Letter from Darfur

Zainab, a twenty-six-year-old woman, was watering the cattle at the well when the helicopters came to her village in South Darfur. Her eight-year-old son, Aziz, was helping her, and she had left four-year-old Abdulla with her husband in their thatched mud-and-brick house. She had never seen a helicopter before and for a while she wondered what it was. Then she saw the first bombs drop and listened to the cries of the villagers and the shouts of the men on camels as they began shooting people with their Kalashnikovs. As she ran toward the nearby trees, pulling Aziz behind her, she saw flames rising from the burning houses.

Later, when everything was quiet, Zainab and Aziz crept back. The village was absolutely quiet. No house was left standing. There were a few carcasses of cows and sheep, but the herds had vanished, taken by the men, and with them had gone Zainab’s own animals, her fifteen cows, thirty-five horses, and two camels, as well as all the sheep, chickens, and guinea fowl.

It was then that she saw the bodies, though it took her a few minutes to recognize them: the Janjaweed militias, who serve as the Sudanese army’s irregular forces, had hacked the heads off the men with machetes and taken them away, leaving their bodies behind. Her husband’s body was there, and those of her two brothers, her five brothers-in-law, and her father; her six sisters were dead too. Most of the younger boys had not been decapitated but, for no reason that she could understand, her son Abdulla’s head had been hacked off, and his body thrown onto the smoldering remains of their house, where it now lay burning. That day, in December 2003, some 150 people, all related to Zainab, were killed. Only Aziz and herself were left.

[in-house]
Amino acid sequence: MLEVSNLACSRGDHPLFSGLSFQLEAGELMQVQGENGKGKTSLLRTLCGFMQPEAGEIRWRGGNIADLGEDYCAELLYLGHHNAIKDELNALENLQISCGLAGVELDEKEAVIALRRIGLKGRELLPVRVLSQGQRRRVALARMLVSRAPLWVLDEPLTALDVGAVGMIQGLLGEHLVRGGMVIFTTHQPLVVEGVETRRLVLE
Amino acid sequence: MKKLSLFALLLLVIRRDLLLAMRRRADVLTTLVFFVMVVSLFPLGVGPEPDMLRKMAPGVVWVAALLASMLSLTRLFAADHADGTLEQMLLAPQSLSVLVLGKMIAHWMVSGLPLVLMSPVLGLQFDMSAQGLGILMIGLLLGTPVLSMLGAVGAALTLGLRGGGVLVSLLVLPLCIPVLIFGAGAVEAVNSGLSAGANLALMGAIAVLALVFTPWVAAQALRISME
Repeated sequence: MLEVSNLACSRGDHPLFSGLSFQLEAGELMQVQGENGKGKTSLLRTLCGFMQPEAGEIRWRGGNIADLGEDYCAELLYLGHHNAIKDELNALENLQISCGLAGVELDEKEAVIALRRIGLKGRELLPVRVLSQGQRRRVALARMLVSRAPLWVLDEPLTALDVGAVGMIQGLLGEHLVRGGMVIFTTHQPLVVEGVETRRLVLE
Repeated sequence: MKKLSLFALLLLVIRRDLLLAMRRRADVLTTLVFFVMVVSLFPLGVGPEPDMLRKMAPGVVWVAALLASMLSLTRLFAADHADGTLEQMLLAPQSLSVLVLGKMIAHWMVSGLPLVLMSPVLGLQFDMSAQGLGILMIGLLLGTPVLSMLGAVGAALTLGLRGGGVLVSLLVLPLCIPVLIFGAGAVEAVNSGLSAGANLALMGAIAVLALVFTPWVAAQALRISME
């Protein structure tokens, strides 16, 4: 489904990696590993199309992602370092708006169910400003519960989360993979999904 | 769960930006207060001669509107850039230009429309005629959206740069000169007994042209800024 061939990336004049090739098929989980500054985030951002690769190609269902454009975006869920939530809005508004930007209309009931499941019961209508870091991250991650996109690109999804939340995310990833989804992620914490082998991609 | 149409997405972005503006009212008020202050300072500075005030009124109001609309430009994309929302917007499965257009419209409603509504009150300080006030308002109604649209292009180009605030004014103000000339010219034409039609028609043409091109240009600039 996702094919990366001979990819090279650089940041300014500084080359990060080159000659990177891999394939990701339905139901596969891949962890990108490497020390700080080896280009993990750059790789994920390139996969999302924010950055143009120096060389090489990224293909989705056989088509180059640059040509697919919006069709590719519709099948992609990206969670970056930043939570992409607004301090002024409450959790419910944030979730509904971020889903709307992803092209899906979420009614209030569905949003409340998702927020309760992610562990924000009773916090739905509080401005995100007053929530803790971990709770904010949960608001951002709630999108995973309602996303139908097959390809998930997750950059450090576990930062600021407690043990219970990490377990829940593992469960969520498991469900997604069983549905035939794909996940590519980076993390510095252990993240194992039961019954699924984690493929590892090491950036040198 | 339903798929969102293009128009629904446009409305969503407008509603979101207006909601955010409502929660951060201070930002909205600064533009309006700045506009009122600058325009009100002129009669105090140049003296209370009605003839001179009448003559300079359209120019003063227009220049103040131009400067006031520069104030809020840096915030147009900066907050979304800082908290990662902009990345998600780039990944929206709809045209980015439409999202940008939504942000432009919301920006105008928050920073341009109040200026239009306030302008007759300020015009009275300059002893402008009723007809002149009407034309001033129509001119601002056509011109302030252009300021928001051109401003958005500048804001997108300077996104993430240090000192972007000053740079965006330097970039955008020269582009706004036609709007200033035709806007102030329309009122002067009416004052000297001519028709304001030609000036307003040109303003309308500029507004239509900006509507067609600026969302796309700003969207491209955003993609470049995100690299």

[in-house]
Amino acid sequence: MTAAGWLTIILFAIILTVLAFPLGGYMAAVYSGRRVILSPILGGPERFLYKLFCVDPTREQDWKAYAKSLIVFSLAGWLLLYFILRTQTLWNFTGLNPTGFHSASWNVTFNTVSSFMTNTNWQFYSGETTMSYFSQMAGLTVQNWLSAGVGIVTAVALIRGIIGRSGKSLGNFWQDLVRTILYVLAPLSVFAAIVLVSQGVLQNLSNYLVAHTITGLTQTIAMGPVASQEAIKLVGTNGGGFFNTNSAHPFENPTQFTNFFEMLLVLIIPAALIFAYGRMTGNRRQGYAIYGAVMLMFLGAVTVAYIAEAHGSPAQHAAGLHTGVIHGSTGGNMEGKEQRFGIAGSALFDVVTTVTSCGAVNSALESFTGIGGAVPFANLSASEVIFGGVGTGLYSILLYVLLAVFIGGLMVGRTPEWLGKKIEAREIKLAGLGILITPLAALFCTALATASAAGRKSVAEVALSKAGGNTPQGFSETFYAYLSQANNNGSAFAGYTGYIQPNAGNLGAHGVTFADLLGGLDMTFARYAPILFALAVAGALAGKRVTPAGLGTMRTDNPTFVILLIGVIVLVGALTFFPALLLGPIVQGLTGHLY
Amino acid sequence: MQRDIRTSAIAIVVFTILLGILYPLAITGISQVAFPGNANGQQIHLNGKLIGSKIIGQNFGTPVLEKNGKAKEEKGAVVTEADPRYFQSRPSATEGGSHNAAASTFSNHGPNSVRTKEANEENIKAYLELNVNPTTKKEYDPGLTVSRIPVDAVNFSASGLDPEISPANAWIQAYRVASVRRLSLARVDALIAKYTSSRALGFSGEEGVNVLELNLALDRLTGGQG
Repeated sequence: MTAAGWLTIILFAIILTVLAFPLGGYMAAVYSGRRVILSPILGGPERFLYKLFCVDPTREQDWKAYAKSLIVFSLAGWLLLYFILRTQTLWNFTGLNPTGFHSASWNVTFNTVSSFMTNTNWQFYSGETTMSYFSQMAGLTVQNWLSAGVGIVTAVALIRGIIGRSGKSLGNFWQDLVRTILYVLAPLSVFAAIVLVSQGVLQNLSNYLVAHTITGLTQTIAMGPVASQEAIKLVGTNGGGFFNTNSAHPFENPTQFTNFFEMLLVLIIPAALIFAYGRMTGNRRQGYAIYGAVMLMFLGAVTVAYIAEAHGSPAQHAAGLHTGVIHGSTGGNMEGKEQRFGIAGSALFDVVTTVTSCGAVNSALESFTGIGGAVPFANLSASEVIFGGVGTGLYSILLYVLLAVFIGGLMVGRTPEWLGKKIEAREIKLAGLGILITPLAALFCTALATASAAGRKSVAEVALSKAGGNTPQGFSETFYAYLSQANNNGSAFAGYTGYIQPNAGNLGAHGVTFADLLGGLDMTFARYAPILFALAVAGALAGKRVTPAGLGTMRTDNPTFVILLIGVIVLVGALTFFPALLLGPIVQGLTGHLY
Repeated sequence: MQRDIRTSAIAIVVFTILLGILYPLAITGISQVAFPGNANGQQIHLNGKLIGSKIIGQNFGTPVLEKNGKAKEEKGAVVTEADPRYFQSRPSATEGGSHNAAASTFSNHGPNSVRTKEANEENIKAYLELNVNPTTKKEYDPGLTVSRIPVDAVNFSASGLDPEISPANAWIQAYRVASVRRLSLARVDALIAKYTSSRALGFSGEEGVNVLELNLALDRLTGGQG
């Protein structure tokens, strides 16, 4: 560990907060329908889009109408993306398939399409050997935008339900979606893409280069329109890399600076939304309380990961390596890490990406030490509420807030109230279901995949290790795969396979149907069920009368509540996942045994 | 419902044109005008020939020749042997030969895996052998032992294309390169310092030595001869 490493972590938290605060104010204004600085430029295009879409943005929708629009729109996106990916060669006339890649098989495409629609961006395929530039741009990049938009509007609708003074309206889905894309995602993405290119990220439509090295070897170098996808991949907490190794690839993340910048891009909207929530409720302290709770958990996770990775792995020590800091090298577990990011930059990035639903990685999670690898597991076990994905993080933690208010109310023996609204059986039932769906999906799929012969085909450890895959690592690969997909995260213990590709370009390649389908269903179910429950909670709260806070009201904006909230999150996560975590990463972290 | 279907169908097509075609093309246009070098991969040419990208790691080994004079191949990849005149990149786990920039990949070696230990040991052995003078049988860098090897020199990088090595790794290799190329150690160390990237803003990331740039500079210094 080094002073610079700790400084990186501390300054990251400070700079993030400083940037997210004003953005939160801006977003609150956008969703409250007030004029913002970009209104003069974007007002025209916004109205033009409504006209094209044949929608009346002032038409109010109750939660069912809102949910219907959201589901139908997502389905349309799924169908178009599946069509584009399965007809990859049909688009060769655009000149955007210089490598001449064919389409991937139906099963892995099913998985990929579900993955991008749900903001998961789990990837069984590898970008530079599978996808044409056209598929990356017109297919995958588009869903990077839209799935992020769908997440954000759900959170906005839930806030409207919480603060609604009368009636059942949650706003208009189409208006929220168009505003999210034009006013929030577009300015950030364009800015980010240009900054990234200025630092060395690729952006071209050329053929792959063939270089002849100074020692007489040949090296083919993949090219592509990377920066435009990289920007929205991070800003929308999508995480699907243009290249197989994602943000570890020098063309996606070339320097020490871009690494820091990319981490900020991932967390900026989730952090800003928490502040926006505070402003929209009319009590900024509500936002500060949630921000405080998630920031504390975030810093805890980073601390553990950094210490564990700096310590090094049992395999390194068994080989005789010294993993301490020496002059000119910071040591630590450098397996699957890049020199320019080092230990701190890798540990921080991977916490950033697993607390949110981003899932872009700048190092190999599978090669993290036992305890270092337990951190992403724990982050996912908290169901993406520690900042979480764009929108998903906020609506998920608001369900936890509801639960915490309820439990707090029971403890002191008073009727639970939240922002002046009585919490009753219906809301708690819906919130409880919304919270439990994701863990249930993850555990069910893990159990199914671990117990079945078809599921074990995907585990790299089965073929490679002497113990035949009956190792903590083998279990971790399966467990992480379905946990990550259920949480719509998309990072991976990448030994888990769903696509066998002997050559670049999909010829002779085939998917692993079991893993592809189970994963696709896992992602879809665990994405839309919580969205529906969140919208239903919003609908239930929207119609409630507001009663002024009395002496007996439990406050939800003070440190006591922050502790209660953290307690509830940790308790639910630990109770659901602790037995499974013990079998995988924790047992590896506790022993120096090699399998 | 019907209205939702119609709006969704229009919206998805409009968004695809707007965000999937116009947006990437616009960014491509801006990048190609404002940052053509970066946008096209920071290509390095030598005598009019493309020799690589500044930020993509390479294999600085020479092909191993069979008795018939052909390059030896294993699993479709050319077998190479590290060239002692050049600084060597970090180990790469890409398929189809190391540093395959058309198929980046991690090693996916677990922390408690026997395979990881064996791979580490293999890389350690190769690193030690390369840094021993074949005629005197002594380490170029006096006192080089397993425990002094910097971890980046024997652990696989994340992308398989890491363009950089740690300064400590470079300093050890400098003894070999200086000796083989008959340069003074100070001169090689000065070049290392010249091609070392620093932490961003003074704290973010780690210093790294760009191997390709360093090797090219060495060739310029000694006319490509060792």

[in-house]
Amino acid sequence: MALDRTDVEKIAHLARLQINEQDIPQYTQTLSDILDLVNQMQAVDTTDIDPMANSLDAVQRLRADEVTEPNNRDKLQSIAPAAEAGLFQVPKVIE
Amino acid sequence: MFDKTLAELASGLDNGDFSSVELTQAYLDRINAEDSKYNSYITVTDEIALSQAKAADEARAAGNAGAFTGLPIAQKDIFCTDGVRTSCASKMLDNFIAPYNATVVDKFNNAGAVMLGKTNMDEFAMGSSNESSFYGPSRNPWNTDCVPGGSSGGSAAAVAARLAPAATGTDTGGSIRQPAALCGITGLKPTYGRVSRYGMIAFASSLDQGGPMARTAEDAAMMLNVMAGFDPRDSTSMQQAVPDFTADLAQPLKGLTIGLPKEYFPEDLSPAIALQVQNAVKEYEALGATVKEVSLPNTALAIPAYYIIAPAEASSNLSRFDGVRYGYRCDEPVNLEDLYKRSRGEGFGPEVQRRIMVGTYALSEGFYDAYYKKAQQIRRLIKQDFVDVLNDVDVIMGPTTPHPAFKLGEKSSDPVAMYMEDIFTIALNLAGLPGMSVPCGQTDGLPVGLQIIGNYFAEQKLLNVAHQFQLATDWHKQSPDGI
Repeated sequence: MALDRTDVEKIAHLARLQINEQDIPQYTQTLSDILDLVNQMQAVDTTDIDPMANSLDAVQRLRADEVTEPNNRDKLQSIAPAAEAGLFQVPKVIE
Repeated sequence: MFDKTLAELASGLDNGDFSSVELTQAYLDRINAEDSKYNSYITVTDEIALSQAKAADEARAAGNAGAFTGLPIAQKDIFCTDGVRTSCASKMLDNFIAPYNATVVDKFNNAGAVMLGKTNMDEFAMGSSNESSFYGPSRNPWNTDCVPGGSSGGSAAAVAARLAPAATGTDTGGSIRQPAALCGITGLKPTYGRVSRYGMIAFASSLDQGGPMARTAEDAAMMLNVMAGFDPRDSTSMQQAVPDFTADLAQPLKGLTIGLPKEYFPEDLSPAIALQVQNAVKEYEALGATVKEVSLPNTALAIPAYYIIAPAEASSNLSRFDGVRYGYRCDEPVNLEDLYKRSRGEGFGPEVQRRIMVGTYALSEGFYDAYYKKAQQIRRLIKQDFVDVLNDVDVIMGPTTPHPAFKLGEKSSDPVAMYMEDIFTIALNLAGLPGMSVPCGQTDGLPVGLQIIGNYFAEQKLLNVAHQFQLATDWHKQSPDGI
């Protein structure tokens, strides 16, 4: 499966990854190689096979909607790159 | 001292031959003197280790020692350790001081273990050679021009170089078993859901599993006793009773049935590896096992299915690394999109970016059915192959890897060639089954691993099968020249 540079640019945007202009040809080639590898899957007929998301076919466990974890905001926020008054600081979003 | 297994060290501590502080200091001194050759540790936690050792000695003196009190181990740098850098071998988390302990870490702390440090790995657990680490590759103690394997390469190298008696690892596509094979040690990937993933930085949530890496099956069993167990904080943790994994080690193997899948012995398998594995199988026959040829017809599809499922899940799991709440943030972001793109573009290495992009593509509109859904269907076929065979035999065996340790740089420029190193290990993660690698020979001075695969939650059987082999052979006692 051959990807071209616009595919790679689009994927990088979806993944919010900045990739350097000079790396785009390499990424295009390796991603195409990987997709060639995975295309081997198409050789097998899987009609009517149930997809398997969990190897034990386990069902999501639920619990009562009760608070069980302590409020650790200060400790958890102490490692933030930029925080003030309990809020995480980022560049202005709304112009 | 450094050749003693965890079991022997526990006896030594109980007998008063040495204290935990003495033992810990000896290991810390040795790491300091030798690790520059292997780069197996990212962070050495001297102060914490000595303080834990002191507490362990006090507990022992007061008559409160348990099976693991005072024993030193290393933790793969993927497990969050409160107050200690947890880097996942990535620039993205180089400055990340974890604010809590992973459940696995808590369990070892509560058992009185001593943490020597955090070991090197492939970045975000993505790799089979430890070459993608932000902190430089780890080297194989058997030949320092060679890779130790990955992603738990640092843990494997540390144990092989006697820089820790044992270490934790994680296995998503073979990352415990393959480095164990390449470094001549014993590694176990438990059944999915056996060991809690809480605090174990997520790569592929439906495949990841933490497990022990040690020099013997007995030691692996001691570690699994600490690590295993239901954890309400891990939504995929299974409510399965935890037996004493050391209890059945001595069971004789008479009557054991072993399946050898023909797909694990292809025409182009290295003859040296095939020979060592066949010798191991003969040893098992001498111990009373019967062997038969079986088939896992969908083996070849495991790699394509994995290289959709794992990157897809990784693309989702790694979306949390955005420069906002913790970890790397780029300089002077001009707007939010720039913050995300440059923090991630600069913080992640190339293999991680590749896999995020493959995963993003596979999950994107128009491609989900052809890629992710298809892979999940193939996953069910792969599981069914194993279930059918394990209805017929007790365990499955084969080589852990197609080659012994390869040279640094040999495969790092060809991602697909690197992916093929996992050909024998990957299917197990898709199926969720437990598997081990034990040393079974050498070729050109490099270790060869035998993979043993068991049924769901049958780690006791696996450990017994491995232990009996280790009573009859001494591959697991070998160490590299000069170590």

For the next five days, Zainab and Aziz hid in the long grass behind the village. Then they set out to find help. They had no shoes. As they walked, heading toward the town of Nyala, forty kilometers to the north, they met survivors of other massacres. They passed other burned-down villages. When they reached Nyala, Zainab found work with a man selling coffee in the market. Six months later, in June 2004, she heard that a camp for people like herself and Aziz was being opened nearby by the Sudan authorities, and she decided that they would be better off with a shelter.

Up to this point, Zainab’s story, atrocious as it is, is much like that of many thousands of people in Darfur, driven from their homes in the past two years by the helicopter gunships of the Sudanese army and the mounted Janjaweed militias in the rocky and inaccessible terrain of Darfur.

What happened next makes her more unfortunate than most. The camp of al-Jir in which she settled soon grew to 30,000 people. The Sudanese authorities suspected that its random collection of shacks harbored rebel fighters. In December …

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